“In 2014, we managed to prove that cement imported from Pakistan was being ‘dumped’ in South Africa; in other words, it was being sold at a cheaper price than in its country of origin,” explains Perrie. “We successfully applied for anti-dumping tariffs on Pakistani cement, which were valid for five years. In 2020, we successfully reapplied, and the tariffs were once again granted for another five years.”
The problem with anti-dumping tariffs is that they are country-specific, and are dealt with on a case by case (country by country) basis. While the imposition of tariffs reduced imports from Pakistan, Vietnam has become the new source in recent years. Apart from international imports, there has of late also been an influx of cement from Mozambique.
“To protect the local cement industry from unfair competition, we are therefore engaging the government on the possibility of implementing a general import tariff. However, this is a difficult measure due to the World Trade Organisation guidelines,” says Perrie.
Apart from tariffs, CCSA has in recent years advocated for cement designation on government projects. After lobbying for several years to protect the local cement industry and local jobs from the threat of ‘cheap’ imports, government finally took what was hailed as decisive action on November 4, 2021, following National Treasury’s announcement that cement had been designated, meaning that the use of imported cement on all government-funded projects was prohibited.
At the time, National Treasury issued a circular to all relevant state departments of the new ruling in terms of the Preferential Procurement Regulations. The designation of cement would apply to all projects entered into by state entities, including national, provincial and local authorities, as well as state-owned enterprises (SOEs).
The designation prescribed that all organs of state must, from November 4, 2021, stipulate in tender invitations that only SA-produced cement, produced with locally-sourced raw materials, would be allowed for use on all public sector construction projects. National Treasury stipulated a 100% threshold for both common and masonry cements.
However, the designation was a short-lived relief for the industry following the Constitutional Court’s declaration in February 2022 that the Preferential Procurement Act was unconstitutional. The basis of the ruling was that it was unconstitutional for national government to dictate to all other spheres of government. Effectively, cement designation became null and void. Fortunately, says Perrie, Sanral, which is effectively the biggest source of infrastructure investment in the country, has designated cement on its projects, which gives some much-needed relief to the industry.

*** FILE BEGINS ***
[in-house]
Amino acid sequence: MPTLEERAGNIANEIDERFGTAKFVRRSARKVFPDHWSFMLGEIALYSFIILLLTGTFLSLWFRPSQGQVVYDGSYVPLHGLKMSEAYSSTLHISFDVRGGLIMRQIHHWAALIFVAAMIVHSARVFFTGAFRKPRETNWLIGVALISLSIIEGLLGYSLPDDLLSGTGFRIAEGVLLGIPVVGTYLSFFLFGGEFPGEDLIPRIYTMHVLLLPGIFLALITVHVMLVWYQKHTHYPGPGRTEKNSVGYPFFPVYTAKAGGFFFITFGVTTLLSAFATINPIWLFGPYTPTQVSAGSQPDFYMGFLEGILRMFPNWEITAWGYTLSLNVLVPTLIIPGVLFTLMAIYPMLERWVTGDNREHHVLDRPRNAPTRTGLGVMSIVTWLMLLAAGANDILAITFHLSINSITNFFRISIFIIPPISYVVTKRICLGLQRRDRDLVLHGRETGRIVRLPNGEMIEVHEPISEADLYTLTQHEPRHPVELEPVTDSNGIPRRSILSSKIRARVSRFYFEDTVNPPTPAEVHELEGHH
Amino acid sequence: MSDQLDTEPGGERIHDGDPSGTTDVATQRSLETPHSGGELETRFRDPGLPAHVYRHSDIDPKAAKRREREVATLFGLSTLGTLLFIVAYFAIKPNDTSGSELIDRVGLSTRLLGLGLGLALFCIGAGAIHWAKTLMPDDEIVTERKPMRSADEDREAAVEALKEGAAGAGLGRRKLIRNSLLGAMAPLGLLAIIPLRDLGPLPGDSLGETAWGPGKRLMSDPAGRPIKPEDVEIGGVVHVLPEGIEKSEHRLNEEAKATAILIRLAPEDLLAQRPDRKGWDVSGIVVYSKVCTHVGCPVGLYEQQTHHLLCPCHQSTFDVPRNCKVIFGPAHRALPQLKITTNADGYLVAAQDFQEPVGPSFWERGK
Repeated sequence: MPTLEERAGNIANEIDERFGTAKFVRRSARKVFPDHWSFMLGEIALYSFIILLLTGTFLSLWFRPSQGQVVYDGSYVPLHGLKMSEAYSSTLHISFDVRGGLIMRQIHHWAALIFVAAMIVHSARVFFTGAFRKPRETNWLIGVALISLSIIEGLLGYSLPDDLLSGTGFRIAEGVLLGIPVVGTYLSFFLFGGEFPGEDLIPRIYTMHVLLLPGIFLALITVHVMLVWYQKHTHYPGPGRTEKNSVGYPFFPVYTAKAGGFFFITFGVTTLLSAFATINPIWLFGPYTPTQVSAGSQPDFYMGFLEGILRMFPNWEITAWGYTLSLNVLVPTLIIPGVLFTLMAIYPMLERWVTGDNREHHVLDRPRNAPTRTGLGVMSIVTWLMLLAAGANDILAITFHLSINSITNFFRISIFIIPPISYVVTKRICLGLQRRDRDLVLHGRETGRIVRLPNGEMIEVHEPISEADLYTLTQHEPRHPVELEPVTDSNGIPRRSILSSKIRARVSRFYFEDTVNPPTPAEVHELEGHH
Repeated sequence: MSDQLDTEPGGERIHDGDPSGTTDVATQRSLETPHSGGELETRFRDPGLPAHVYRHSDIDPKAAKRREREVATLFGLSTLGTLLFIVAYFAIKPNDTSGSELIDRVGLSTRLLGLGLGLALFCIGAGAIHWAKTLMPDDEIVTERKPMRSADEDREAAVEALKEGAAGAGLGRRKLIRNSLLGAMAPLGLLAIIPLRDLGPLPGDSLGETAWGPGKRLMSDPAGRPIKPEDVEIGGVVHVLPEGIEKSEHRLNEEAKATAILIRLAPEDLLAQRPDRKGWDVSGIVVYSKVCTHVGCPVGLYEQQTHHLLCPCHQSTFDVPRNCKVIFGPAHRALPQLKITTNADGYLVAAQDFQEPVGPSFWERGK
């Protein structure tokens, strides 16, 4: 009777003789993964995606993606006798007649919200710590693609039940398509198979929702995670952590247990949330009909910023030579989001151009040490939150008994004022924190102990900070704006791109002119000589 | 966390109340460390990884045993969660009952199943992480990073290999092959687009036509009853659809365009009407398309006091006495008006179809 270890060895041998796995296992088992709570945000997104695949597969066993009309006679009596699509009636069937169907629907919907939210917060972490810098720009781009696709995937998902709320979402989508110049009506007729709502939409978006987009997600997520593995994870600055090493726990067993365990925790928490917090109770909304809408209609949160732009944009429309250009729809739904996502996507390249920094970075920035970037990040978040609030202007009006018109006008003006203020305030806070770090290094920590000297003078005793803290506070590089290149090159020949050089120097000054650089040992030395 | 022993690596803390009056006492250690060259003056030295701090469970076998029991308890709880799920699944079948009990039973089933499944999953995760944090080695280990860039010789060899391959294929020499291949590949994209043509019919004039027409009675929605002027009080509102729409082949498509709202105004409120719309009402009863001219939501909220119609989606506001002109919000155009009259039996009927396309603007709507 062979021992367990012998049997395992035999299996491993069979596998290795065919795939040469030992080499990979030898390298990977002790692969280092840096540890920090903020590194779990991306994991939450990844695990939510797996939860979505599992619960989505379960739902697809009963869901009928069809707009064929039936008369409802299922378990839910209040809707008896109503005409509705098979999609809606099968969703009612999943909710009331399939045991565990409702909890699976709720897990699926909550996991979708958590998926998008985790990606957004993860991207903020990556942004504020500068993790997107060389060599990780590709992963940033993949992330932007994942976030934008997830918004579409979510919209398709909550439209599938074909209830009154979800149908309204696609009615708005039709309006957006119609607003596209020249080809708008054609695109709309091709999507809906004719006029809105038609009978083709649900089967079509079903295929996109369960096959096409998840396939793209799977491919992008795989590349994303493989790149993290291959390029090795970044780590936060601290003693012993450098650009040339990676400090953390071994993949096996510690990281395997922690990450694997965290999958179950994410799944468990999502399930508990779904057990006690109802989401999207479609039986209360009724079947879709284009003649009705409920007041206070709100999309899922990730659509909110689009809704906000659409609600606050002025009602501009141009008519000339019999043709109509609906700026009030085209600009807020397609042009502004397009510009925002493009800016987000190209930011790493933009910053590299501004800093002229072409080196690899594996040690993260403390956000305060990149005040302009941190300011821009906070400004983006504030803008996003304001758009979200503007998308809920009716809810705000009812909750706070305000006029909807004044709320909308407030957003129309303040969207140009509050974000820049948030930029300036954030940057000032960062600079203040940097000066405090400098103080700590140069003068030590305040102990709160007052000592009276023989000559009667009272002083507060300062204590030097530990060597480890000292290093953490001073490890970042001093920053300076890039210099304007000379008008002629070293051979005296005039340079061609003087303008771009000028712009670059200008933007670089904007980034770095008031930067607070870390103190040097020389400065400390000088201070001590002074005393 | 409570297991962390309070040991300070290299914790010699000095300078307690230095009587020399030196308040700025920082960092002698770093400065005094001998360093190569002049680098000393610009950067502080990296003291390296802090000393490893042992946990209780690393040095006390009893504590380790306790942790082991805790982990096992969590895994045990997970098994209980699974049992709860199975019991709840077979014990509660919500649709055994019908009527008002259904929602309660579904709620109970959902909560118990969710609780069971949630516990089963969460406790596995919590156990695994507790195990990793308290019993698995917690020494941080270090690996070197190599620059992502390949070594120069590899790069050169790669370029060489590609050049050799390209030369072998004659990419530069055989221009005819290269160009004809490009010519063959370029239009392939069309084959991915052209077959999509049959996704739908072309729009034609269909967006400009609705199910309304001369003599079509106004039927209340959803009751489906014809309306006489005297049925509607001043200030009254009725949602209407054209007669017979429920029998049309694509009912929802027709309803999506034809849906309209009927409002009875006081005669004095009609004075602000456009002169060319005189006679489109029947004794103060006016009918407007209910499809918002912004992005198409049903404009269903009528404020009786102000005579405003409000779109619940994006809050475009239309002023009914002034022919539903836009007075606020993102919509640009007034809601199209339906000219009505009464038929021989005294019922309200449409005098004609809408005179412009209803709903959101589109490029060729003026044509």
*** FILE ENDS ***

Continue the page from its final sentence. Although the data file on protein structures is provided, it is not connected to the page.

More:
“The biggest problem with cement importers is that they don’t compete on an equal footing with local producers. Although imported cements reaching South Africa may conform to regulatory standards, South African cement producers have many other compliance issues to deal with, including the Mining Charter, transformation targets as well as social and labour plans, none of which importers have to comply with. Compliance, by its very nature, costs money and consequently puts local producers in an unfair position. In addition, local producers are subject to carbon tax, which the importers are also exempt from,” he says.
That the industry is reeling from the current economic slump, which has been exacerbated by the lack of meaningful infrastructure projects, is no overstatement. However, Perrie is encouraged by government’s R903-billion promised public sector infrastructure expenditure in the next three years.
“Government realises that public infrastructure, including water treatment works, roads, and bridges, needs urgent upgrades. If all the planned projects were to be implemented, this would be a shot in the arm for the whole industry and the economy at large,” he says. “I am, however, concerned about government’s track record when it comes to execution.”
On the other hand, Perrie is encouraged by Sanral’s current roll out of meaningful infrastructure projects across the country. The roads authority has issued about R15-billion worth of projects during the last year or so.
Projects of note include the N2 and N3 road upgrades in KwaZulu Natal. Part of the 62 SIPs gazetted as part of the Infrastructure Investment Plan approved by Cabinet in 2020, the N3 national road upgrade alone – which focuses on an 80-km section from Durban to Pietermaritzburg – comprises 14 packages estimated to be in excess of R20-billion.
More encouraging, says Perrie, is the growing appetite for concrete pavements on Sanral projects. “As we work closely with the roads authority, we have seen renewed interest in concrete roads, particularly on the ongoing N2 and N3 road projects in KwaZulu Natal. To provide context, about 1,5-million m³ of concrete will be used on these two projects in the next couple of years,” concludes Perrie.